[APPRECIATIONS - (13-08-2018)] | Daily News

[APPRECIATIONS - (13-08-2018)]

Prof. Uditha Liyanage

Guiding light

Three years have passed by since the demise of my mentor Prof. Uditha Liyanage. A lot had been said about this legendary marketting sage since his untimely departure in August, 2015. The Postgraduate Institute of Management (PIM) had posthumously published his final contribution Consumer Strategy in 2016.

We renamed the PIM library as the “Prof. Uditha Liyanage Memorial Library” last year. In 2018, we would launch the “Prof. Uditha Liyanage Memorial Oration” as an annual event. My attempt is not to repeat his accolades, but to share my experiences of being influenced by this wonderful human being. Professor Uditha Liyanage was an invaluable instructor, inspirer and an influencer to for me. Let me share some such reminiscent memories. He was my marketting teacher at the Postgraduate Institute of Management (PIM). As an engineer who had never done marketting, I developed a flavour for it during my MBA studies, thanks to him.

The way he generated interest in us not only for concepts, but also for applications, was remarkable. He often advocated us to be “brilliant in basics.” The way he delivered a session was quite interactive and informative, as he firmly believed in “chalk and talk.” This was the case with numerous topics in Strategic Marketting, Marketting Communication, Consumer Behaviour, Research, Business Strategy and Policy. Of course, he had PowerPoint slides, not with mere points, but powerful ones. He always challenged us by asking “what is the point?”

We had to be clear about the central theme or the main argument. Once he became the Director, he recommended us to use four modes of teaching, namely tell, ask, do and show. His view was that during a three-hour lecture, the telling should not be more than one-third. The rest should be asking questions, carrying out activities such as case studies as well as showing videos followed by discussions. We felt the variety and versatility of his endavours through all this. Prof. Liyanage insisted on the understanding and application of managerial topics. He gave us a challenge: be confident in sharing key learning points in your own words with your teenage son or daughter, in a manner that they would understand. That requires clarity and commitment.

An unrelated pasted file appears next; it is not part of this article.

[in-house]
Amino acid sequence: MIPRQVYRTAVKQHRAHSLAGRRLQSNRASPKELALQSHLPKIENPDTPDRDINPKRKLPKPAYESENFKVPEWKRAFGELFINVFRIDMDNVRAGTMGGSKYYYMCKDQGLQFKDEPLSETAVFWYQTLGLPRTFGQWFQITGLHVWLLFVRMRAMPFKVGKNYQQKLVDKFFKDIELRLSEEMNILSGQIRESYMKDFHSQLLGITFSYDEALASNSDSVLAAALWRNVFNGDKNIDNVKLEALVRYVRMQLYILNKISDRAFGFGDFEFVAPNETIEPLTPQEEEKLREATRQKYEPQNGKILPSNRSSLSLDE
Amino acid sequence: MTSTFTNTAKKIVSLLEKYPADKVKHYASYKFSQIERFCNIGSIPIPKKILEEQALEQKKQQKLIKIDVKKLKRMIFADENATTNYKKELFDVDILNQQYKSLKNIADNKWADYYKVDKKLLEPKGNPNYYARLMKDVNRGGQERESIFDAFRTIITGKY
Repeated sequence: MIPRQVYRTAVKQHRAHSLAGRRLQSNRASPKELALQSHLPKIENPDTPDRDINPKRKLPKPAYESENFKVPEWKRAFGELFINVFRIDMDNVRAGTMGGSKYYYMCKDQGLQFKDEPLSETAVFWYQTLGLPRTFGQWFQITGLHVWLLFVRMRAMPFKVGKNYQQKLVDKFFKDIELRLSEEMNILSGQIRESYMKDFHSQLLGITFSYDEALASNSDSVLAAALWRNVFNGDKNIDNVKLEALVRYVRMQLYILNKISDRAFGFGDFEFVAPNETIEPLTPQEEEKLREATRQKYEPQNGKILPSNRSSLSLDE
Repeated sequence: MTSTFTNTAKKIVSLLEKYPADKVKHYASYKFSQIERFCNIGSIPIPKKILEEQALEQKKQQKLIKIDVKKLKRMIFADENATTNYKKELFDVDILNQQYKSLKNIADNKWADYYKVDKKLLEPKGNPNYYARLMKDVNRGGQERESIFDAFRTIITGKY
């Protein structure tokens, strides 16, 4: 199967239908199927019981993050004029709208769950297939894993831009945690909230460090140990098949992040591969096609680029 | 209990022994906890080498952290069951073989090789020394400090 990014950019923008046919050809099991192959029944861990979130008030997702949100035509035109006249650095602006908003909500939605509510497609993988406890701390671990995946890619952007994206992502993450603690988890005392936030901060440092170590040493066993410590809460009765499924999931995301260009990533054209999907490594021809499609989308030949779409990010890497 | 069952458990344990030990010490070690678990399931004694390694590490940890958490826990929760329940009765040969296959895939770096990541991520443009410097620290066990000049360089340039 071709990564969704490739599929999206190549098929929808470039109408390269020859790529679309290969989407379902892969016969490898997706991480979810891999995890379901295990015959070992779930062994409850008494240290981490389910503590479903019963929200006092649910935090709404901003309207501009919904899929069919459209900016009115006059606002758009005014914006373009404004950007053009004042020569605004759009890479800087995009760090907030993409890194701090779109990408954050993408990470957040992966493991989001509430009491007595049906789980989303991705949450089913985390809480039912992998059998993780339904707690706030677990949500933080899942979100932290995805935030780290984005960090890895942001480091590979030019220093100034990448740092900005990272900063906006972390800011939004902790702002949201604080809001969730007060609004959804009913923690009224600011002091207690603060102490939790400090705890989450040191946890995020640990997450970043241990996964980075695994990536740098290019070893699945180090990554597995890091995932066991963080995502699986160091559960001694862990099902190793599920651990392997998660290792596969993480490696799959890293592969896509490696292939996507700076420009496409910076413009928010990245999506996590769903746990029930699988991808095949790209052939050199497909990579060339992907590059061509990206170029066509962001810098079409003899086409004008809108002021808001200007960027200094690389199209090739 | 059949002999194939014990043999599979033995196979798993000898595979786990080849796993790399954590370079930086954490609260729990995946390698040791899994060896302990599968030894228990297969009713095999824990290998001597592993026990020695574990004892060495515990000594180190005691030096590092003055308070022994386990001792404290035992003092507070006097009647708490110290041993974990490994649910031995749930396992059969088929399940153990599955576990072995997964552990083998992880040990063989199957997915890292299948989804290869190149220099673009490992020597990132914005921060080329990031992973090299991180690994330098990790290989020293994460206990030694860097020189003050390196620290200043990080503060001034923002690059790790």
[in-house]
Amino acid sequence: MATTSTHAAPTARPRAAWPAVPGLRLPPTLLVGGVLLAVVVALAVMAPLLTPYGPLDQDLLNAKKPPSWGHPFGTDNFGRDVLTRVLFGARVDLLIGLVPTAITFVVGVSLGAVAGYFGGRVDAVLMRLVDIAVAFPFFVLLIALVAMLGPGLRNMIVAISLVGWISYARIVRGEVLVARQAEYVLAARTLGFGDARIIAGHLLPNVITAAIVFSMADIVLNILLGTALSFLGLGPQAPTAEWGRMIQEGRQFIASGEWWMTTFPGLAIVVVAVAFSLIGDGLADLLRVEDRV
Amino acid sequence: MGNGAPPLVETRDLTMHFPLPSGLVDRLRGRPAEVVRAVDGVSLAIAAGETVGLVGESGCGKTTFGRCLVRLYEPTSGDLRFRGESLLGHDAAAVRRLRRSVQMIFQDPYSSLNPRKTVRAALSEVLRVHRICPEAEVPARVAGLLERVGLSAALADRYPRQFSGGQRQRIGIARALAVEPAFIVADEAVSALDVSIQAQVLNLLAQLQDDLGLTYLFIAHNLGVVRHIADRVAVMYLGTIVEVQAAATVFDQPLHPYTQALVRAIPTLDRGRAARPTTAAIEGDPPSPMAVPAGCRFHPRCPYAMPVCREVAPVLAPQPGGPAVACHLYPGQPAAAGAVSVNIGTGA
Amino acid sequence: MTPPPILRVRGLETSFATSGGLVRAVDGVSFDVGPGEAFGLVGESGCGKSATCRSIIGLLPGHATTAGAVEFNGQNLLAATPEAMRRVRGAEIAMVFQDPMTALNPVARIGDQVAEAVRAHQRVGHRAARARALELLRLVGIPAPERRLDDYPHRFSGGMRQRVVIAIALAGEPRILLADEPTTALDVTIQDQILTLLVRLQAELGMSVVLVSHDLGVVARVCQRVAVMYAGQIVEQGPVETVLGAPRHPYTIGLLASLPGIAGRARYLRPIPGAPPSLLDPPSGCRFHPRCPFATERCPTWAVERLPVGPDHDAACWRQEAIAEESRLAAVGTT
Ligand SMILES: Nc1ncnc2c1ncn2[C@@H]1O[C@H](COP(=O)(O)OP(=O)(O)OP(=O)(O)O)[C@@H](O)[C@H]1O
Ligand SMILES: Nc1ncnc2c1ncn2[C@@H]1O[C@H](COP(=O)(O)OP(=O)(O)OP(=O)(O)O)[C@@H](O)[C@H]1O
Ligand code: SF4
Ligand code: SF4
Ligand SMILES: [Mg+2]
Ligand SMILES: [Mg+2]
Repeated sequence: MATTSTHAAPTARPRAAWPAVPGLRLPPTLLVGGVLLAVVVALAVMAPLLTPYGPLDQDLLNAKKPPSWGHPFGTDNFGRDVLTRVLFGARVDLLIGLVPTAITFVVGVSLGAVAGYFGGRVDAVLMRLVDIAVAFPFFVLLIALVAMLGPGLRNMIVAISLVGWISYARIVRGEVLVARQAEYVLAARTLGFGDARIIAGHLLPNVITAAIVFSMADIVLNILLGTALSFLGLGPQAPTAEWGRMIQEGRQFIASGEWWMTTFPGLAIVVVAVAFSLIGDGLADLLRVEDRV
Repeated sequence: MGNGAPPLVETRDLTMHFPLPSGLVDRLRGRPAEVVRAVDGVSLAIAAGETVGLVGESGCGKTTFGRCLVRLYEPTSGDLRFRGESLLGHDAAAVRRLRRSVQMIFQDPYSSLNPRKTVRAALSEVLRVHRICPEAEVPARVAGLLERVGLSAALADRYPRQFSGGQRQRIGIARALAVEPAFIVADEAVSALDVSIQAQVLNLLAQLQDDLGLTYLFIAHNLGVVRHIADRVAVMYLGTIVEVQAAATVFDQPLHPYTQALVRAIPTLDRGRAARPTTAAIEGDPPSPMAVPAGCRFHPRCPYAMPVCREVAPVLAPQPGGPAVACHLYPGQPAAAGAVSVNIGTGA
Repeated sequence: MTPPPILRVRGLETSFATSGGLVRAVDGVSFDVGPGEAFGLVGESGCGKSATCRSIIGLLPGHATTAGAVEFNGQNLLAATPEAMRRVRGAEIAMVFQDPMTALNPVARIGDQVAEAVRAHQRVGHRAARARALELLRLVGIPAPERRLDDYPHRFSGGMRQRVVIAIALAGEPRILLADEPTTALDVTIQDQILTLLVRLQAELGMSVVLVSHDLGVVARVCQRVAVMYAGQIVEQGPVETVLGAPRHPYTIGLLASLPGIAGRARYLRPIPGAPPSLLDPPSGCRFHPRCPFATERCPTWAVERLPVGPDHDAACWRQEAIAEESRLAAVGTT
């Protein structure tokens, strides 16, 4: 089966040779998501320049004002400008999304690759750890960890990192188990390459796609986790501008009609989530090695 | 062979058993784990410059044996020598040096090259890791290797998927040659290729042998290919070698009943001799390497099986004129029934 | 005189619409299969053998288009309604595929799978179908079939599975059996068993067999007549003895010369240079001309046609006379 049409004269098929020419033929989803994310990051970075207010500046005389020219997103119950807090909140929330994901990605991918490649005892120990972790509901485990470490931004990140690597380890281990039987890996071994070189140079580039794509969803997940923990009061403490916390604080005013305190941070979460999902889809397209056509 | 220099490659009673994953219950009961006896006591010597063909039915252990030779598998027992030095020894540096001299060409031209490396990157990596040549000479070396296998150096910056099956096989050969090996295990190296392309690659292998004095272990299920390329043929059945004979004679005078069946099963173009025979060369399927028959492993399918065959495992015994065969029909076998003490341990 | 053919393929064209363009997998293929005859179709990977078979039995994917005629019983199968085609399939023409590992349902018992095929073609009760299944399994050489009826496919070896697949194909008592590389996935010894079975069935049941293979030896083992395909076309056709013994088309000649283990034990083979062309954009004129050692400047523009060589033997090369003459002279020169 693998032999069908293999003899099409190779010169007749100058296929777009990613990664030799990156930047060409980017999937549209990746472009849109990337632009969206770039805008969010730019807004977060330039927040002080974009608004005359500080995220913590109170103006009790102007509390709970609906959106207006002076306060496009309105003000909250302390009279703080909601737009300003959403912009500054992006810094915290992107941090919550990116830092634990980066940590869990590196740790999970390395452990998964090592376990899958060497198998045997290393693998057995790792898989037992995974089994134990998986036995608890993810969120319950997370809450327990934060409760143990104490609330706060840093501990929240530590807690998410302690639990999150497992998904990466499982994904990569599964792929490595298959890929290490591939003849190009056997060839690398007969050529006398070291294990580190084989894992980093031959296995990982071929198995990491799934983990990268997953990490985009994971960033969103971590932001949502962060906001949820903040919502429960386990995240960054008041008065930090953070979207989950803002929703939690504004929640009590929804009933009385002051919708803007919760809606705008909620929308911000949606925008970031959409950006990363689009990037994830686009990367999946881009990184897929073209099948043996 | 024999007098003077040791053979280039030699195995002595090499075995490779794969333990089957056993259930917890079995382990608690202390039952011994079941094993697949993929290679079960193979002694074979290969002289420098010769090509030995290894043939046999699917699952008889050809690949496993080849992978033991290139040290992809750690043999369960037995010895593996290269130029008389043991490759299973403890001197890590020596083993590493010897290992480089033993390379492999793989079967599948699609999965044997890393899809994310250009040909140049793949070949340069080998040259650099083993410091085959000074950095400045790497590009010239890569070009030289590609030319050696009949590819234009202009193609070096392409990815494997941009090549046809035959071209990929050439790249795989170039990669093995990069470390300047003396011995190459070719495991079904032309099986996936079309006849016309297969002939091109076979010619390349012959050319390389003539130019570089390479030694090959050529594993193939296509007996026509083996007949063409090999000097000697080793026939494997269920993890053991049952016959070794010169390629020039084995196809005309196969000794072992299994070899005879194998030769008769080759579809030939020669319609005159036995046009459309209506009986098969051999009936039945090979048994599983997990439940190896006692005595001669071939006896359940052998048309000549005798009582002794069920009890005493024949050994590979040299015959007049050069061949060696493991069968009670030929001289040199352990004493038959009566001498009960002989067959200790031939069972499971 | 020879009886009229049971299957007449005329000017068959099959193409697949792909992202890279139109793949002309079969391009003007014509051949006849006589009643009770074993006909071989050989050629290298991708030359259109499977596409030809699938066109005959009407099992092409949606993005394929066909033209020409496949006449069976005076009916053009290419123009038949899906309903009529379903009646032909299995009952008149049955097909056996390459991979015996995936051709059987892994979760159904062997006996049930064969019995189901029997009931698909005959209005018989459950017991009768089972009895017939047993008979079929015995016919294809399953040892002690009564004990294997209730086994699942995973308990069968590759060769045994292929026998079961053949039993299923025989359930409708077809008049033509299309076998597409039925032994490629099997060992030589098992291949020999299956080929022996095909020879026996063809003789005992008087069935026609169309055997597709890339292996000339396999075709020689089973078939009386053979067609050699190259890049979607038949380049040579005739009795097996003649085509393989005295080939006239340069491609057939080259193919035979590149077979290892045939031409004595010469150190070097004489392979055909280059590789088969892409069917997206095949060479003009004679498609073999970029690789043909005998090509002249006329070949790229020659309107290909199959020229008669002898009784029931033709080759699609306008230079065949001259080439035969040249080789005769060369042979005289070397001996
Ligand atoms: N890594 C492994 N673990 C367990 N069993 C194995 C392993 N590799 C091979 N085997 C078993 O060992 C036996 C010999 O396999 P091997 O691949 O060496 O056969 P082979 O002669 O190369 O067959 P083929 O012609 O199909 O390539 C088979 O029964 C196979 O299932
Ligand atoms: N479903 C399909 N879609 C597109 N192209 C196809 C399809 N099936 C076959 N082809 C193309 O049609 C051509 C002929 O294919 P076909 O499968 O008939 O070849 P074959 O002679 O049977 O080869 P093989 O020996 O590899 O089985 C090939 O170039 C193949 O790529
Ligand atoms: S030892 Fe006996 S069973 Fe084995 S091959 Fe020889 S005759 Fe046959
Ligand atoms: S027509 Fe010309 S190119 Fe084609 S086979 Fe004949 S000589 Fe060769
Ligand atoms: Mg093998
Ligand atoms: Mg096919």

He suggested us to use a “switch on, switch off” approach. Switch on is when you are in complete focus with attentive concentration. Switch off means to relax and unwind. A healthy blend of both is necessary in effectively grasping knowledge. Developing teaching models was one of his key initiatives. A simple Google search would amply justify the popularity of those models in relation to marketting and strategy. Liyanage Value Pyramid, Liyanage 10 S Strategic Marketting Planning Framework and Liyanage Strategy Quadrant are some such models that became useful for management learners. These authentic models made his sessions enriching and also showcased the power of Sri Lankan thinking that is second to none.

Prof. Liyanage inspired me in many fronts. He stood tall in front of all of us. As a sought-after marketting scholar, a strategic management thinker, an exceptional academic, a thought-provoking teacher and a visionary leader, he was a guiding light for to us. I saw him rendering yeoman service in multiple ways in raising the PIM flag higher. His exemplary character and competence were evident in the manner he contributed to socio-economic upliftment as a great human being.

We at PIM, in fact, had been privileged not only to associate with him, but to be inspired by him as well. He shared criticisms against MBAs by the CEOs and insisted that PIM MBA’s should be different. Thus came the slogan, “Do not just do an MBA, but be an MBA.”

“The process of learning and one’s exposure to education must be continuous. There is much more to be known and that which you know may no longer be valid.” This had been Prof. Liyanage’s advice. He shared with us articles, web-links and books that were of high relevance to sharpening our managerial skills. I still remember how he shared an article on Nishkam Karma (detached involvement) written by a Prof. Chakraborty from the Indian Institute of Management in Bangalore.

Prof. Liyanage was interested in knowing my reflections on it and it took time for me to realise the value of such gestures. Moreover, I see the value of detached involvement as a leader thanks to him. I saw the blossoming of transformational leadership at PIM with Prof. Liyanage. He influenced all of us to raise the quality and relevance of all modules we deliver. “Our business is mastery,” he often said. “PIM brings the reward of outstanding results to those professional managers who strive towards mastery.” That’s how he influenced the aspiring learners of PIM.

Converting practitioners to professionals with character and competence had been our endavour.

PIM had always been a centre of excellence in management education with its winds spreading beyond Sri Lanka. Much of the credit should go to Prof. Liyanage for elevating it even higher. PIM is proud of being a self-financed, semi-autonomous public entity. It was under his leadership that we became the first public sector higher education institute to obtain the ISO 9000: 2008 quality standards. He influenced us to change for the better.